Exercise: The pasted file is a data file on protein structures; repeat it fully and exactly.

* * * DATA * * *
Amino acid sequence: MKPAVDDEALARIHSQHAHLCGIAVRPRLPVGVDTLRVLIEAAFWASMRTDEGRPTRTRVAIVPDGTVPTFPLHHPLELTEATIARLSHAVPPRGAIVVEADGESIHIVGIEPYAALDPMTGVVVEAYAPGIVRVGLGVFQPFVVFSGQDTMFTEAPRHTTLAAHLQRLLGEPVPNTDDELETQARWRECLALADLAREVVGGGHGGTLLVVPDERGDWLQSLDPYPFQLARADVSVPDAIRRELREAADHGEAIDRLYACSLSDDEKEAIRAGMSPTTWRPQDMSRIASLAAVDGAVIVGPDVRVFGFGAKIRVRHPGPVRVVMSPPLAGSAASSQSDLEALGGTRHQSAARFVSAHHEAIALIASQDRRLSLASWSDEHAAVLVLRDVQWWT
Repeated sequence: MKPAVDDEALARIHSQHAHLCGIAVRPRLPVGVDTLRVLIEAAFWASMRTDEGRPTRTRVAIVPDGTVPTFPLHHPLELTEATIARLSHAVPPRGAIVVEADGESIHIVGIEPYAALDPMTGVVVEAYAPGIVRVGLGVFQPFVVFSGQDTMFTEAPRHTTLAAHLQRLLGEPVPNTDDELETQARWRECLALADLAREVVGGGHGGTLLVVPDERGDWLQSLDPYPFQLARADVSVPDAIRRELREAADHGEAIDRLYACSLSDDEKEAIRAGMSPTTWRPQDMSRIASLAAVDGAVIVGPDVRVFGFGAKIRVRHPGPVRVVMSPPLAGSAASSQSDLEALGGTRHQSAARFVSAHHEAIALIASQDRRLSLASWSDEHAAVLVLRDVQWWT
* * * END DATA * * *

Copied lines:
Amino acid sequence: MKPAVDDEALARIHSQHAHLCGIAVRPRLPVGVDTLRVLIEAAFWASMRTDEGRPTRTRVAIVPDGTVPTFPLHHPLELTEATIARLSHAVPPRGAIVVEADGESIHIVGIEPYAALDPMTGVVVEAYAPGIVRVGLGVFQPFVVFSGQDTMFTEAPRHTTLAAHLQRLLGEPVPNTDDELETQARWRECLALADLAREVVGGGHGGTLLVVPDERGDWLQSLDPYPFQLARADVSVPDAIRRELREAADHGEAIDRLYACSLSDDEKEAIRAGMSPTTWRPQDMSRIASLAAVDGAVIVGPDVRVFGFGAKIRVRHPGPVRVVMSPPLAGSAASSQSDLEALGGTRHQSAARFVSAHHEAIALIASQDRRLSLASWSDEHAAVLVLRDVQWWT
Repeated sequence: MKPAVDDEALARIHSQHAHLCGIAVRPRLPVGVDTLRVLIEAAFWASMRTDEGRPTRTRVAIVPDGTVPTFPLHHPLELTEATIARLSHAVPPRGAIVVEADGESIHIVGIEPYAALDPMTGVVVEAYAPGIVRVGLGVFQPFVVFSGQDTMFTEAPRHTTLAAHLQRLLGEPVPNTDDELETQARWRECLALADLAREVVGGGHGGTLLVVPDERGDWLQSLDPYPFQLARADVSVPDAIRRELREAADHGEAIDRLYACSLSDDEKEAIRAGMSPTTWRPQDMSRIASLAAVDGAVIVGPDVRVFGFGAKIRVRHPGPVRVVMSPPLAGSAASSQSDLEALGGTRHQSAARFVSAHHEAIALIASQDRRLSLASWSDEHAAVLVLRDVQWWT